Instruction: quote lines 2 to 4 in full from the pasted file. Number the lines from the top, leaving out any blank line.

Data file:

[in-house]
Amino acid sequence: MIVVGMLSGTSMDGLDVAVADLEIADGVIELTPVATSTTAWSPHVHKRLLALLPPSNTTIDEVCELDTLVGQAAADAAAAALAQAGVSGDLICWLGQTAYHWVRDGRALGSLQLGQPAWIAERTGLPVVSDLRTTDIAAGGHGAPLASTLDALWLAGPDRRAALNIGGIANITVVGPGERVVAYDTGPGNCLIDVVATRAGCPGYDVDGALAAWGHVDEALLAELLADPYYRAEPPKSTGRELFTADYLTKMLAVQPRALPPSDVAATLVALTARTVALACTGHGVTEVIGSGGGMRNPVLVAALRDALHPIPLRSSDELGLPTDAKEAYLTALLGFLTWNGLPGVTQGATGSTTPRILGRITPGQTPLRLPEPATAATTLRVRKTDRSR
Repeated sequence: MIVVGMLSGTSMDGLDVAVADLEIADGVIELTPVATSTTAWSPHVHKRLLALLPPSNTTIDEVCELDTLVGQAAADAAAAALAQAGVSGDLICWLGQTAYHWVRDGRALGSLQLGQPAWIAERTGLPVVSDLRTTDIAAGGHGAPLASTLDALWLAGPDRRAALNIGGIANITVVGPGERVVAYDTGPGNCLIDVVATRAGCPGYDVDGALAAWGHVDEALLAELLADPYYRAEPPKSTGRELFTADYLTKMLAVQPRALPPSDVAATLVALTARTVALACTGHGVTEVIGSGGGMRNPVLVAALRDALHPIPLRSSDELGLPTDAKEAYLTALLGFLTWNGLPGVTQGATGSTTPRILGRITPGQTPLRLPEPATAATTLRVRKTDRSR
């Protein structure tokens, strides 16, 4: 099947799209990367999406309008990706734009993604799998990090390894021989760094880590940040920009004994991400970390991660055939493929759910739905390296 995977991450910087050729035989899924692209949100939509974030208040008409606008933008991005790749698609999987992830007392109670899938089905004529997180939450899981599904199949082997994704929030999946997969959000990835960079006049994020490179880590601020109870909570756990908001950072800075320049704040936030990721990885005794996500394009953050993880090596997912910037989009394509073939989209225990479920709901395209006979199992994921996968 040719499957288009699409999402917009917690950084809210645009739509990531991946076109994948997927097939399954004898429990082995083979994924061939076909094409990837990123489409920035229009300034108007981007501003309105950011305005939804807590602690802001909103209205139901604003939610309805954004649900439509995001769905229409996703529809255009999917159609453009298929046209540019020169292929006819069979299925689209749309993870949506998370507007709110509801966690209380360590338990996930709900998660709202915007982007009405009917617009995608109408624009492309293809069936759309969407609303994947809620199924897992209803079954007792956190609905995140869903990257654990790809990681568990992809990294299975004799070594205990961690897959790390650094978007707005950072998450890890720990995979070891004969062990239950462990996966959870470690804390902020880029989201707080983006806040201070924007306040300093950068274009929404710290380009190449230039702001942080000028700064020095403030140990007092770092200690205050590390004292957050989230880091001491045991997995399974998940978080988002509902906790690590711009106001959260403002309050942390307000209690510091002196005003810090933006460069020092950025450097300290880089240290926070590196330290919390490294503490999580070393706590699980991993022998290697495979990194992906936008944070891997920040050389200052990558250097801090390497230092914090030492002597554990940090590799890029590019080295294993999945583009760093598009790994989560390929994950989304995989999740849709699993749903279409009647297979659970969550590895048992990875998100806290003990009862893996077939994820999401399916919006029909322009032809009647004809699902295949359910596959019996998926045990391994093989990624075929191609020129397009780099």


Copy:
Amino acid sequence: MIVVGMLSGTSMDGLDVAVADLEIADGVIELTPVATSTTAWSPHVHKRLLALLPPSNTTIDEVCELDTLVGQAAADAAAAALAQAGVSGDLICWLGQTAYHWVRDGRALGSLQLGQPAWIAERTGLPVVSDLRTTDIAAGGHGAPLASTLDALWLAGPDRRAALNIGGIANITVVGPGERVVAYDTGPGNCLIDVVATRAGCPGYDVDGALAAWGHVDEALLAELLADPYYRAEPPKSTGRELFTADYLTKMLAVQPRALPPSDVAATLVALTARTVALACTGHGVTEVIGSGGGMRNPVLVAALRDALHPIPLRSSDELGLPTDAKEAYLTALLGFLTWNGLPGVTQGATGSTTPRILGRITPGQTPLRLPEPATAATTLRVRKTDRSR
Repeated sequence: MIVVGMLSGTSMDGLDVAVADLEIADGVIELTPVATSTTAWSPHVHKRLLALLPPSNTTIDEVCELDTLVGQAAADAAAAALAQAGVSGDLICWLGQTAYHWVRDGRALGSLQLGQPAWIAERTGLPVVSDLRTTDIAAGGHGAPLASTLDALWLAGPDRRAALNIGGIANITVVGPGERVVAYDTGPGNCLIDVVATRAGCPGYDVDGALAAWGHVDEALLAELLADPYYRAEPPKSTGRELFTADYLTKMLAVQPRALPPSDVAATLVALTARTVALACTGHGVTEVIGSGGGMRNPVLVAALRDALHPIPLRSSDELGLPTDAKEAYLTALLGFLTWNGLPGVTQGATGSTTPRILGRITPGQTPLRLPEPATAATTLRVRKTDRSR
């Protein structure tokens, strides 16, 4: 099947799209990367999406309008990706734009993604799998990090390894021989760094880590940040920009004994991400970390991660055939493929759910739905390296 995977991450910087050729035989899924692209949100939509974030208040008409606008933008991005790749698609999987992830007392109670899938089905004529997180939450899981599904199949082997994704929030999946997969959000990835960079006049994020490179880590601020109870909570756990908001950072800075320049704040936030990721990885005794996500394009953050993880090596997912910037989009394509073939989209225990479920709901395209006979199992994921996968 040719499957288009699409999402917009917690950084809210645009739509990531991946076109994948997927097939399954004898429990082995083979994924061939076909094409990837990123489409920035229009300034108007981007501003309105950011305005939804807590602690802001909103209205139901604003939610309805954004649900439509995001769905229409996703529809255009999917159609453009298929046209540019020169292929006819069979299925689209749309993870949506998370507007709110509801966690209380360590338990996930709900998660709202915007982007009405009917617009995608109408624009492309293809069936759309969407609303994947809620199924897992209803079954007792956190609905995140869903990257654990790809990681568990992809990294299975004799070594205990961690897959790390650094978007707005950072998450890890720990995979070891004969062990239950462990996966959870470690804390902020880029989201707080983006806040201070924007306040300093950068274009929404710290380009190449230039702001942080000028700064020095403030140990007092770092200690205050590390004292957050989230880091001491045991997995399974998940978080988002509902906790690590711009106001959260403002309050942390307000209690510091002196005003810090933006460069020092950025450097300290880089240290926070590196330290919390490294503490999580070393706590699980991993022998290697495979990194992906936008944070891997920040050389200052990558250097801090390497230092914090030492002597554990940090590799890029590019080295294993999945583009760093598009790994989560390929994950989304995989999740849709699993749903279409009647297979659970969550590895048992990875998100806290003990009862893996077939994820999401399916919006029909322009032809009647004809699902295949359910596959019996998926045990391994093989990624075929191609020129397009780099």